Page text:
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PostSat Nov 09, 2019 4:36 pm 
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Was walking my in-laws’ property in NW Montana and came across a spot that made it obvious that a lynx or bobcat (yes, did see a lynx one time) appreciated their presence.

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Like a ray of sunshine in a drought stricken land.

What we do does far more than what we think others ought to do. Inspiration is a far greater power for good than coercion. In your own life, show others the good that you wish to see in the world.
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DigitalJanitor
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Joined: 20 May 2012
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PostSat Nov 09, 2019 5:54 pm 
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Yeah, husband saw a cat down in the meadows by the Teanaway off hwy 10 one morning, and we'd been seeing turkeys in there regularly all week.

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~Mom jeans on wheels
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treeswarper
Alleged Sockpuppet!



Joined: 25 Dec 2006
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Alleged Sockpuppet!
PostSun Nov 10, 2019 5:16 pm 
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Went for a bike ride today.  Saw a whole mess of turkeys in the orchard where they seem to hang out.  They seemed bigger and fatter this time.  Of course, soon as I stopped and got out the camera, they were running away.  There are two blobs that are turkeys in this picture.  They blend in well with all the dead leaves.   There is no way I can creep up on these demon birds.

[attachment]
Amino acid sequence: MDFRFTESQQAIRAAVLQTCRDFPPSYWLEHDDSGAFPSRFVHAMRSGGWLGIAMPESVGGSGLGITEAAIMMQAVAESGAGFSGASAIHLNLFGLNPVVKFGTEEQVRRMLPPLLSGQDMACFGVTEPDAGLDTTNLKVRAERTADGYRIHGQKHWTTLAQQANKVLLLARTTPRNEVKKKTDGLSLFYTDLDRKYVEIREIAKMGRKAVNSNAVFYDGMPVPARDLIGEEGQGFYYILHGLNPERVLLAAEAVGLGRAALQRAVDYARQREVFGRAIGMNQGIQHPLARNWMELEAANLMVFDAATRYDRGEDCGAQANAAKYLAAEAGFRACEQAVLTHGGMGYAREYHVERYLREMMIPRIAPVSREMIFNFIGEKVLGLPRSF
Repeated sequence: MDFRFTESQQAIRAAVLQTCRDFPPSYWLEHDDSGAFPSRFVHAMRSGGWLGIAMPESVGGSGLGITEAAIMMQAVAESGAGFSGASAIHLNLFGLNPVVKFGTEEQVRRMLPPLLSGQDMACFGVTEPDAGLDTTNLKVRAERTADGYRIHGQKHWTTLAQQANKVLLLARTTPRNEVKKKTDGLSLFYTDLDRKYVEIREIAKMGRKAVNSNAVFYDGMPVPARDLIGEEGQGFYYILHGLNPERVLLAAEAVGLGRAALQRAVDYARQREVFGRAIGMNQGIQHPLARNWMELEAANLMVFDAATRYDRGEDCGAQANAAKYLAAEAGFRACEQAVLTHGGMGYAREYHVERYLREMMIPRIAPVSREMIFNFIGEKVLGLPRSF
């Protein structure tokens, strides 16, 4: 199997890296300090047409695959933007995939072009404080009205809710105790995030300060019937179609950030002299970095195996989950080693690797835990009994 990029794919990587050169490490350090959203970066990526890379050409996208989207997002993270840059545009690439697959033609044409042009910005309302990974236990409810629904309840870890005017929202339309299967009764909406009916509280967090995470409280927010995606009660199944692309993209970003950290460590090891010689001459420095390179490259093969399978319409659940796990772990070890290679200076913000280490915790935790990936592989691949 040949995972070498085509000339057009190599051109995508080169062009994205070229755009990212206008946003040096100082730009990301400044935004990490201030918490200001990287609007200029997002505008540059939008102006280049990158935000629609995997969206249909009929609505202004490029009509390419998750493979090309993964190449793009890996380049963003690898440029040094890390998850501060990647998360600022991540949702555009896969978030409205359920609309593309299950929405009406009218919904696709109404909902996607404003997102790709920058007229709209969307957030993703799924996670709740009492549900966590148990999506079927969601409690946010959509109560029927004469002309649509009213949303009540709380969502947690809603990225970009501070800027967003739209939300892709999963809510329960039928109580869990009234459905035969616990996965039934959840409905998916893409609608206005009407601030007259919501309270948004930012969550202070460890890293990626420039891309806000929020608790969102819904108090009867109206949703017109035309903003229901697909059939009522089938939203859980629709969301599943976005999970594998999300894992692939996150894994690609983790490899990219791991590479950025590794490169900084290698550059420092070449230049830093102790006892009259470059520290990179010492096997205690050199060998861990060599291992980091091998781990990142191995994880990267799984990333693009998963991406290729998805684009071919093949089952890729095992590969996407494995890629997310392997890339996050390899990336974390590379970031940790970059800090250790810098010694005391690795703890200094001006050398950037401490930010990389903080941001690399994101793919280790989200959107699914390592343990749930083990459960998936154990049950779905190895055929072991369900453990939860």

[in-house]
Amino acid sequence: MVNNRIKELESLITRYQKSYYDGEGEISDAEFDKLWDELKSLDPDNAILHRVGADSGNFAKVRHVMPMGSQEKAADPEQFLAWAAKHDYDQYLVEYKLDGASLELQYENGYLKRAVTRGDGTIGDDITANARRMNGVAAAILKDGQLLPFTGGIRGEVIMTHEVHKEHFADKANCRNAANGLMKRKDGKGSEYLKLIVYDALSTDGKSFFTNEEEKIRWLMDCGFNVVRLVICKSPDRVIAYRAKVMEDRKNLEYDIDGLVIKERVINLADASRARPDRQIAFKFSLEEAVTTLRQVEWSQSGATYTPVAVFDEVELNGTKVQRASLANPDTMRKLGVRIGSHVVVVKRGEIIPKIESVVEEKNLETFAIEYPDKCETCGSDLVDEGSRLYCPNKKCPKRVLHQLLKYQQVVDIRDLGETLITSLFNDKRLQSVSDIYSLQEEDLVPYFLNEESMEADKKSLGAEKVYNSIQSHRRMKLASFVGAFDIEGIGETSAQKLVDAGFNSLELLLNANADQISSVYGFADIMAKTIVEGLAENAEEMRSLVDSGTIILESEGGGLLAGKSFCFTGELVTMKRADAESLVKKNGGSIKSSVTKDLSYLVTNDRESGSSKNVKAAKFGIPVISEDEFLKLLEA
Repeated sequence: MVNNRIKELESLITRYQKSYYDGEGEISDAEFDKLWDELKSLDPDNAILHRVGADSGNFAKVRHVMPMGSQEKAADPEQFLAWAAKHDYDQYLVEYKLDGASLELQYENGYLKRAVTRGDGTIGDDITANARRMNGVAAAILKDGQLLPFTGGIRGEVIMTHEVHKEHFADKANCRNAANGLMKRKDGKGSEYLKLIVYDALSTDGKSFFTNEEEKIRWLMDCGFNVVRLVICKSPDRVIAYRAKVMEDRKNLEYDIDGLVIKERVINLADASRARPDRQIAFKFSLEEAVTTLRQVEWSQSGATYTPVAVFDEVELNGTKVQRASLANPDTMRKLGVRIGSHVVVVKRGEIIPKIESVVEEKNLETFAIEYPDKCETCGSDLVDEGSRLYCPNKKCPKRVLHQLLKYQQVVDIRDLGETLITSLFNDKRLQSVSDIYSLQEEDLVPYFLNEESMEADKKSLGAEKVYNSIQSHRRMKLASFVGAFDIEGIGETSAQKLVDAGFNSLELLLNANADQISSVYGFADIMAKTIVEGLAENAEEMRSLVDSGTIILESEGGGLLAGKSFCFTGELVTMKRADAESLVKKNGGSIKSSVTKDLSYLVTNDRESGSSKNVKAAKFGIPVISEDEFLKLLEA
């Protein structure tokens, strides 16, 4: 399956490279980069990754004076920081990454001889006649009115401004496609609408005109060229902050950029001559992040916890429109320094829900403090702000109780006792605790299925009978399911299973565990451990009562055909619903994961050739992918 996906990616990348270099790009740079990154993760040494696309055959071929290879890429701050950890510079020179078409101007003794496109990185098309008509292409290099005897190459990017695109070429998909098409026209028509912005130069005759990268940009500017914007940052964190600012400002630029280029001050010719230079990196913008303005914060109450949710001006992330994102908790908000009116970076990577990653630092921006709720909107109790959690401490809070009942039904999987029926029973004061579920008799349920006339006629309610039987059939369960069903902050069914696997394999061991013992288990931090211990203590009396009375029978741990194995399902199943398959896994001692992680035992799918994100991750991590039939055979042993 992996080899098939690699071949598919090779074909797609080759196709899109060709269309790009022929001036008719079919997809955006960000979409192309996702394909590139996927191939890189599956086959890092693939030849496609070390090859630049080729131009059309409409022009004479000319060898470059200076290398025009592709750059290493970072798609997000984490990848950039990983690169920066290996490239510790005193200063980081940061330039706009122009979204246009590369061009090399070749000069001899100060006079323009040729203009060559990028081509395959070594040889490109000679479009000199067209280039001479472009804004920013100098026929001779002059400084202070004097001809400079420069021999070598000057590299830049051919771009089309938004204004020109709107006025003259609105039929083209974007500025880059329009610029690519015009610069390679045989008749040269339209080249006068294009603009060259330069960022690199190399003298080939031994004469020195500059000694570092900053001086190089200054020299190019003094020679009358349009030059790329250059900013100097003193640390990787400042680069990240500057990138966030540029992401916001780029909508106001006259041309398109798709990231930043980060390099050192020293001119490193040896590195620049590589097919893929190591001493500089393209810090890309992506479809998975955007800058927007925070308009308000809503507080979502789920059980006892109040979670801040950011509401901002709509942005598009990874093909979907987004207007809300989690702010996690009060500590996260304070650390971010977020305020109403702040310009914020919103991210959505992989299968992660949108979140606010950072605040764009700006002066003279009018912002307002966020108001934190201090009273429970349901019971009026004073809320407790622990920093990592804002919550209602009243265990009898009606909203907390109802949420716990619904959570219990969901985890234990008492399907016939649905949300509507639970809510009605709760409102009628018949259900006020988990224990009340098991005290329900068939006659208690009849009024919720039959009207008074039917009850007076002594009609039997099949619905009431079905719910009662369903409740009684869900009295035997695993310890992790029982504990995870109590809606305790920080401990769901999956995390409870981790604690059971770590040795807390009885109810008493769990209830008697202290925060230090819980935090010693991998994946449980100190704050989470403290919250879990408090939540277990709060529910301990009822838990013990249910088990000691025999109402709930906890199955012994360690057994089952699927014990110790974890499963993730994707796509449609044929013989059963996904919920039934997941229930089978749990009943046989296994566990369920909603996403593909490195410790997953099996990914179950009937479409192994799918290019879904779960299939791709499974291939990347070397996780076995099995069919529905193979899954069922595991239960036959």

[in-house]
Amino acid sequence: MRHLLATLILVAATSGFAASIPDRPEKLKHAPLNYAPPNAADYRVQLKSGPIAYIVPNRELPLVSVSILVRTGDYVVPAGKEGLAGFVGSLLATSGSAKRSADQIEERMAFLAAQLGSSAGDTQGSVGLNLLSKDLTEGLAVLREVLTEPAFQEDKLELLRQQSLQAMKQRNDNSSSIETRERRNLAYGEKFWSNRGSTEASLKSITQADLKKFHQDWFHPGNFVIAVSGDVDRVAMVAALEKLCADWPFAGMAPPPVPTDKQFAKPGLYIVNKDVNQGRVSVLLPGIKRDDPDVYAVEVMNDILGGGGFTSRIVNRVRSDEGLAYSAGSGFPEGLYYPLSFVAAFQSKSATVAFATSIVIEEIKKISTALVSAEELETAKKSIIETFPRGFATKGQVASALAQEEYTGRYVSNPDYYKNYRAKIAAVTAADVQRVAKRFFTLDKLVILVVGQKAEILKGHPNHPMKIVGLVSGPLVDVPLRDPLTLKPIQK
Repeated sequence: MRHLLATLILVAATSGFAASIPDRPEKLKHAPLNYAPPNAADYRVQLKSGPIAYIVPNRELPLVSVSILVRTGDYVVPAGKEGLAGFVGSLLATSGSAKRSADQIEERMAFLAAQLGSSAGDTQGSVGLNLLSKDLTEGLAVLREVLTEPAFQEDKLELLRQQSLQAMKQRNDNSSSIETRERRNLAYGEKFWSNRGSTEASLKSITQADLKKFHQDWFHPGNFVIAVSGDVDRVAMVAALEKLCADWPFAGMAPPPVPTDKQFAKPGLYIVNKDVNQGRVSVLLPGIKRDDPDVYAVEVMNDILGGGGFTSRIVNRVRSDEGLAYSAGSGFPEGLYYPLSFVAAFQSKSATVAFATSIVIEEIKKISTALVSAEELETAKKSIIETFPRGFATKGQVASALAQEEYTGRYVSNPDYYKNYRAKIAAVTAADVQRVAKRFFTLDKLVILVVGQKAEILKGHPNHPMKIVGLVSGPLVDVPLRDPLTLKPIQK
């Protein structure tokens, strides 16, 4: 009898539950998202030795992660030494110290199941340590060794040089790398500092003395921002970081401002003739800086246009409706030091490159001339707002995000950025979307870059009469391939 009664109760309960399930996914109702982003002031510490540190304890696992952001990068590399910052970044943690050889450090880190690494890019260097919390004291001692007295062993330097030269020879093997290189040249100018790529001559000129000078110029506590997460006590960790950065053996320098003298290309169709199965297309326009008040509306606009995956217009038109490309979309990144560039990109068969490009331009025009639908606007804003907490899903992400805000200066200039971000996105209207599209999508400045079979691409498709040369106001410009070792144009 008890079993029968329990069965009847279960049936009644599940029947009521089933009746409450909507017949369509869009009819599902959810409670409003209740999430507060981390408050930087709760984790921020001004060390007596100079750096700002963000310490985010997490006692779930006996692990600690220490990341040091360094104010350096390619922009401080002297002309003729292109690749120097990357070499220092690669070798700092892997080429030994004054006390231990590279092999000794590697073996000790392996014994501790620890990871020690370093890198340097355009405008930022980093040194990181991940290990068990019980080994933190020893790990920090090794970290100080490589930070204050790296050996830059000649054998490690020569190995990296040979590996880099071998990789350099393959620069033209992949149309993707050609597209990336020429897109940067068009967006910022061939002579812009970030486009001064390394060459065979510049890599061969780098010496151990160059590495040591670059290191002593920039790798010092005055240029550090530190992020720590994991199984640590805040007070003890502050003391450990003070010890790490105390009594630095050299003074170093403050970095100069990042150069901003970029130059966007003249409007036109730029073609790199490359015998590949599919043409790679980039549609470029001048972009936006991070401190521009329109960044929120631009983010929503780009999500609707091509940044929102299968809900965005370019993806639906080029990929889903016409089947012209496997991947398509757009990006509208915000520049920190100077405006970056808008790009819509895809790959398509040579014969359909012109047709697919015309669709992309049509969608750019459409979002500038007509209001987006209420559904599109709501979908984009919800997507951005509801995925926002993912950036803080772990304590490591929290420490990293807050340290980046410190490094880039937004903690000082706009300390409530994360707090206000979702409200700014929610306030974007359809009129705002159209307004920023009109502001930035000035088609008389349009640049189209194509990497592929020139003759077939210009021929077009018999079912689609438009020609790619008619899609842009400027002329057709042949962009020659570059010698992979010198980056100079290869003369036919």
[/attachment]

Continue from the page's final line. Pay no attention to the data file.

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What's especially fun about sock puppets is that you can make each one unique and individual, so that they each have special characters. And they don't have to be human––animals and aliens are great possibilities
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Brushwork
Food truck



Joined: 18 Aug 2018
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PostSun Nov 10, 2019 8:52 pm 
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That’s an interesting picture Ts, very artistic!

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When I grow up I wanna play.
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Downhill
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PostTue Nov 19, 2019 3:34 pm 
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Sculpin wrote:
Downhill wrote:
Now I know that they are stealing an important food source from the black bears, deer, ground squirrels, chipmunks, and many other species of birds

Yep.  But there are also lots of missing animals, like grazing camelids, that had an ecological niche only a short while ago.

Downhill wrote:
A solution comes to mind, just in time for Thanksgiving!

My mother told me a story about her housekeeper.  Another client offered the housekeeper a wild turkey he had shot for Thanksgiving.  Money was tight so she was happy to accept.  She cooked it but they couldn't eat it, it was way too tough.  So unless you can tell that it is a yearling, you might end up with only turkey soup for Thanksgiving.   tongue.gif

I'm a tightwad Scotsman so that makes me an expert at cooking the cheapest, toughest cuts of meat - pork, beef, fowl, etc.  Just takes an overnight in the brine and then cookin' slow and low.   To your point, if if all goes badly - soup time!   hockeygrin.gif